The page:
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OPEC, Allies Agree to Increase Output by 500,000 Barrels a Day in January

  • How Energy Got So Cheap
    How Energy Got So Cheap
    An abundance of fossil fuels combined  Deal ends standoff and promises modest boost to global supplies as markets tighten
An abundance of fossil fuels combined with advances in technology to harness wind and solar power has sent energy prices crashing around the world. WSJ explains how it all happened at once. Photo illustration: Carlos Waters/WSJ (Originally published July 21, 2020)

OPEC and a group of Russia-led oil producers agreed to increase their collective output by 500,000 barrels a day next month, signaling the world’s biggest producers are betting the worst of a pandemic-inspired shock to demand is behind them.

The deal marks a compromise after sharp disagreements earlier in the week among a group of producers that have acted in relative concert for months, agreeing to cut production deeply to stabilize oil markets. The coronavirus pandemic sapped global demand early this year, tanking prices and straining the finances of big producers such as Saudi Arabia and Russia.

The price rout has also laid low big, publicly traded oil companies like Exxon Mobil Corp. and Royal Dutch Shell PLC, triggering big losses and job cuts. Shell and BP PLC both recently cut their dividend for the first time in years to preserve cash. Chevron Corp. on Thursday said it was joining peers in slashing spending.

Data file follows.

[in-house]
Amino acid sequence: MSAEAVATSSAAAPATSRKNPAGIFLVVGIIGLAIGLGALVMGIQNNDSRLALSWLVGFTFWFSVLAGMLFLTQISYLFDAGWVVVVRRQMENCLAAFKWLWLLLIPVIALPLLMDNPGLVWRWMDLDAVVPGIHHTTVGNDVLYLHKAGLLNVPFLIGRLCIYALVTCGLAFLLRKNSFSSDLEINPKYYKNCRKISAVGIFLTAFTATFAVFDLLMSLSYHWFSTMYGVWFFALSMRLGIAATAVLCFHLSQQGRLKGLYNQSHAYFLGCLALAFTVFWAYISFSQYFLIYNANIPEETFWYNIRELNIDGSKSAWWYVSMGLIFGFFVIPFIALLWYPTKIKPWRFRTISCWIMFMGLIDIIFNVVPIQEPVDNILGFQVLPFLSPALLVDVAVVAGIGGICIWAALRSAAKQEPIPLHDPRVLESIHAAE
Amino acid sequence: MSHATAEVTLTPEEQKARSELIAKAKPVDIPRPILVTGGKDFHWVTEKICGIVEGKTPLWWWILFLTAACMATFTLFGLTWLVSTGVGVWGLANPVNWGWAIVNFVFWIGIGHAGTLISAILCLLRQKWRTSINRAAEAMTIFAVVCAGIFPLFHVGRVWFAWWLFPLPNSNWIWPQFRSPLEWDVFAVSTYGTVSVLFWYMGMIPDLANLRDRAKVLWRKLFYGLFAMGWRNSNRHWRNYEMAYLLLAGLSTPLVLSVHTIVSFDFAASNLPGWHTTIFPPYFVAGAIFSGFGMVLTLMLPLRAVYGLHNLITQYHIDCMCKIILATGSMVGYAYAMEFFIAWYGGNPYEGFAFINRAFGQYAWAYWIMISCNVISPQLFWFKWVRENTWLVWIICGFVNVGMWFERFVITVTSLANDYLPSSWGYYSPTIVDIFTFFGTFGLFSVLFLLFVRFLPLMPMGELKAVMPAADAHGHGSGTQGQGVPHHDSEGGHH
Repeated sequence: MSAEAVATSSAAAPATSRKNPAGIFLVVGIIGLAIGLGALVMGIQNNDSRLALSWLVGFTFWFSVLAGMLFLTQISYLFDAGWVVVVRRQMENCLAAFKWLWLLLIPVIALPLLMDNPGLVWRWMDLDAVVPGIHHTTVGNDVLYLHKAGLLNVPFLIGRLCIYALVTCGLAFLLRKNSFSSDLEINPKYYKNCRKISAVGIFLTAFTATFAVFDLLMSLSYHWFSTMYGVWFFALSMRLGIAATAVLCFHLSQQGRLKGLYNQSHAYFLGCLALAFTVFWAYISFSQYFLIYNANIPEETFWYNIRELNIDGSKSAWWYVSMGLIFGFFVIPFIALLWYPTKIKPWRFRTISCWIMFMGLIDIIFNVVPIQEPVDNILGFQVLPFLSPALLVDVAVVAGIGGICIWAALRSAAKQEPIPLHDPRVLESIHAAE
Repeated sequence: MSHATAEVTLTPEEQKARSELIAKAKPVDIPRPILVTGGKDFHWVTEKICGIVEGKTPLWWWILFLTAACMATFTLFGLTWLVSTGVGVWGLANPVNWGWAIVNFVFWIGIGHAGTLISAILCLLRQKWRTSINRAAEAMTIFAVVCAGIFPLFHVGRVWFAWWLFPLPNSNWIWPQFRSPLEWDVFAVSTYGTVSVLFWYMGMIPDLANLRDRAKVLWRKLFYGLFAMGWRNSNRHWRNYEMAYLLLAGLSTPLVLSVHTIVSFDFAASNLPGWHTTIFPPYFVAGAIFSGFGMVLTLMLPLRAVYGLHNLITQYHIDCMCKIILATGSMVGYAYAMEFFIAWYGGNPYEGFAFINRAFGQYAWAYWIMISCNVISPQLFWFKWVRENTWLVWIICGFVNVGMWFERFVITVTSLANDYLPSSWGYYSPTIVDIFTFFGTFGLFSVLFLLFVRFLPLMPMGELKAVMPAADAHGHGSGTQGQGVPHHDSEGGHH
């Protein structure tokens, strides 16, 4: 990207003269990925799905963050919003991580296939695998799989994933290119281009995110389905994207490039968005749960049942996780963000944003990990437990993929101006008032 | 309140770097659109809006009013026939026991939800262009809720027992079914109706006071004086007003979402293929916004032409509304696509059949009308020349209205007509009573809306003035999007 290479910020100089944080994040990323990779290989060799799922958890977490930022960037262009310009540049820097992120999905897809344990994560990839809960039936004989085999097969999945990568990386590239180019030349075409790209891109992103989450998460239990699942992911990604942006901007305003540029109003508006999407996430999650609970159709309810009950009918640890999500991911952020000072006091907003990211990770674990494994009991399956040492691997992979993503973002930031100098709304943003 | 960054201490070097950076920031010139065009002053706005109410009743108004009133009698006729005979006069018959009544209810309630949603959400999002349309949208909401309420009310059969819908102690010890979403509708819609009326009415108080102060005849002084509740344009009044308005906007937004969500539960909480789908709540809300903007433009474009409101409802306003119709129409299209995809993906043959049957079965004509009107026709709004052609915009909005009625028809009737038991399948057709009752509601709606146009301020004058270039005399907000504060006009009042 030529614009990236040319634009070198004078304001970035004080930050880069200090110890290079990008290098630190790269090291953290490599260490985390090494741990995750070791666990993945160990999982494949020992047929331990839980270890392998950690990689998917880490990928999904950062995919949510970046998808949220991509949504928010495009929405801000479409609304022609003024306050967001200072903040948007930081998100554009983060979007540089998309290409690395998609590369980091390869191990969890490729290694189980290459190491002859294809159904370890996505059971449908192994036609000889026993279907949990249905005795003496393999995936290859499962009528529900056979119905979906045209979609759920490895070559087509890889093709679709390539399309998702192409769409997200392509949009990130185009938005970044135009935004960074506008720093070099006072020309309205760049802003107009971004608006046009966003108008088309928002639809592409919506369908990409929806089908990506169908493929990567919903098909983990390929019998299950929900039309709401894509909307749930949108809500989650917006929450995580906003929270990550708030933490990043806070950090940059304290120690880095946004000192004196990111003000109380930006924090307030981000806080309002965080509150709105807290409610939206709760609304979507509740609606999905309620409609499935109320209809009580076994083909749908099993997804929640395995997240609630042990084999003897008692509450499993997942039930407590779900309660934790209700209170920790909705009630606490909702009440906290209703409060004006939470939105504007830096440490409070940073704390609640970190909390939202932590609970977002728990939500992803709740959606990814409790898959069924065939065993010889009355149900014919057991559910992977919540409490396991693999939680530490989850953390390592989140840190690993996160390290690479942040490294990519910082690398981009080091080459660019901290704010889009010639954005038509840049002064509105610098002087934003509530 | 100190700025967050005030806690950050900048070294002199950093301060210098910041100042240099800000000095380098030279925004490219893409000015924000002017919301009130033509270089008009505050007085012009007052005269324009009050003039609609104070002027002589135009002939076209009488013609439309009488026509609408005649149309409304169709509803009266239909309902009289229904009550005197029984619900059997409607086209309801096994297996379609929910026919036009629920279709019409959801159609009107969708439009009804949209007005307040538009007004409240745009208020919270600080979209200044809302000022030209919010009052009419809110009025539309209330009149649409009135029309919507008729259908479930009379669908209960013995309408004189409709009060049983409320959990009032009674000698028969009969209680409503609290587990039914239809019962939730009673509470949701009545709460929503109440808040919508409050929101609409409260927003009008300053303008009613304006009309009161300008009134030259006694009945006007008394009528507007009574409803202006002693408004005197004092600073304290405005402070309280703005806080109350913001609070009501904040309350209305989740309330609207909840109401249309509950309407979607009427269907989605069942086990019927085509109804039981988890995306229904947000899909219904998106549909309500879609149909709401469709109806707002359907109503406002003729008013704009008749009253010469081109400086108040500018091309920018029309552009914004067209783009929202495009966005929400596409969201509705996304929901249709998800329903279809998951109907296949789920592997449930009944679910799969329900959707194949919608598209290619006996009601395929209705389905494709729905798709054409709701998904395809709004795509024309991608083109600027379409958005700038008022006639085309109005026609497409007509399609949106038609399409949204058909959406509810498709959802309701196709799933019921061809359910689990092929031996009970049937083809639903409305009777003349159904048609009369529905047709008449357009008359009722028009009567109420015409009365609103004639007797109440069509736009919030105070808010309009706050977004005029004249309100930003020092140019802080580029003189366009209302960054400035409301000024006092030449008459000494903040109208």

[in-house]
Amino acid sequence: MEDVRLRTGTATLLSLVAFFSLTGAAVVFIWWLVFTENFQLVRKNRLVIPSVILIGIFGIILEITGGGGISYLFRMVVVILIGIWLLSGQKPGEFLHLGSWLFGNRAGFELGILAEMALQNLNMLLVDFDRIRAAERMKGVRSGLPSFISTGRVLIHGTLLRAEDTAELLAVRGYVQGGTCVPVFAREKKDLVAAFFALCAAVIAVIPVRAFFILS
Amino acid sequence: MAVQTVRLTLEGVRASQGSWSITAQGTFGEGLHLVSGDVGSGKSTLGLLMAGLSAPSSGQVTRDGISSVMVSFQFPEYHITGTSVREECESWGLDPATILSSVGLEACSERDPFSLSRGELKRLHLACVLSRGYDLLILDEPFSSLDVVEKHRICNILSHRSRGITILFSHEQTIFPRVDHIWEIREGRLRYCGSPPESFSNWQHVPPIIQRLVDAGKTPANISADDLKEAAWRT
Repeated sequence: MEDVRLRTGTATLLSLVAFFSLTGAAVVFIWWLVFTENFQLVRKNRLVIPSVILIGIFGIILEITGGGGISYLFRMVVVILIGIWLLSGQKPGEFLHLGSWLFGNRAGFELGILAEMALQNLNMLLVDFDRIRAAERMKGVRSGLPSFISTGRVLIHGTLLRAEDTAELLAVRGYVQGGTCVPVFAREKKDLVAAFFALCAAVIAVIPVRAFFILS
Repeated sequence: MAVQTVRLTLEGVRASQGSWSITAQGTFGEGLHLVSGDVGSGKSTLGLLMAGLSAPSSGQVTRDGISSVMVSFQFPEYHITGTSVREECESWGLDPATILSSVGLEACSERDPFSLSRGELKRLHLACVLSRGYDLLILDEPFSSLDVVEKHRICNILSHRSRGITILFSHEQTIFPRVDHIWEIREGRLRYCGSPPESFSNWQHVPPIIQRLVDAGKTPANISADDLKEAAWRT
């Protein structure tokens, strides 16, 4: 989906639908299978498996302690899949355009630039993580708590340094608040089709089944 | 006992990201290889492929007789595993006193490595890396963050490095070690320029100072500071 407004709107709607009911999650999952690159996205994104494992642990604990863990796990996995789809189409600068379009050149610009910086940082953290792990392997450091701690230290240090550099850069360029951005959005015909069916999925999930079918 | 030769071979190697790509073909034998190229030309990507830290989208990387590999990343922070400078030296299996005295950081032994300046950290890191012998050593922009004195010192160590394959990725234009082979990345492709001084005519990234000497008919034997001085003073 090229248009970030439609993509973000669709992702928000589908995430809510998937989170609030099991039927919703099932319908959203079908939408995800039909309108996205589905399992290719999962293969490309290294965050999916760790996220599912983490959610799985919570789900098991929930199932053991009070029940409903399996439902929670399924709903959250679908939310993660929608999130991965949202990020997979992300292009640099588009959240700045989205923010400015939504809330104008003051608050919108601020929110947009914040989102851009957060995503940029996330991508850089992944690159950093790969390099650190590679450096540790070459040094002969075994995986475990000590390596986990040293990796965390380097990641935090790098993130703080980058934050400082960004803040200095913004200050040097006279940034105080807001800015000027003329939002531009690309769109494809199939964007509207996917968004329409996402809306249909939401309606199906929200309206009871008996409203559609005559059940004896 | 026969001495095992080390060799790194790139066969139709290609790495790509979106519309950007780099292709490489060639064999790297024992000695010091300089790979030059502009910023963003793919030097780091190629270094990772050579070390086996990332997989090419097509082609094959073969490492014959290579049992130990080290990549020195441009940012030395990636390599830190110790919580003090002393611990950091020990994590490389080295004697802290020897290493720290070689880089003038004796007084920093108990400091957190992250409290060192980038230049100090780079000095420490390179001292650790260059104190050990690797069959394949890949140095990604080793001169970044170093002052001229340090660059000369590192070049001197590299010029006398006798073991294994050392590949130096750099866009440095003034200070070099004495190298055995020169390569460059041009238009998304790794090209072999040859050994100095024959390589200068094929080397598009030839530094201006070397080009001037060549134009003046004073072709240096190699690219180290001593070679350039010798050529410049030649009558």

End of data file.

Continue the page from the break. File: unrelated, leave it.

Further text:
In recent weeks, international oil prices have started to bounce back, climbing some 25% since the start of last month. Asian economies have been recovering strongly, boosting oil demand there. Oil investors, meanwhile, have bet on future demand growth elsewhere after a series of promising milestones hit by several Covid-19 vaccines in development. This week, the U.K. authorized one for emergency use, setting in motion the West’s first mass vaccination drive.

By agreeing to ramp up output again, members of the 13-strong Organization of the Petroleum Exporting Countries, led by Saudi Arabia, and a group of 10 other big producing nations led by Russia, are effectively betting the price recovery will continue. The wider group calls itself OPEC-plus.


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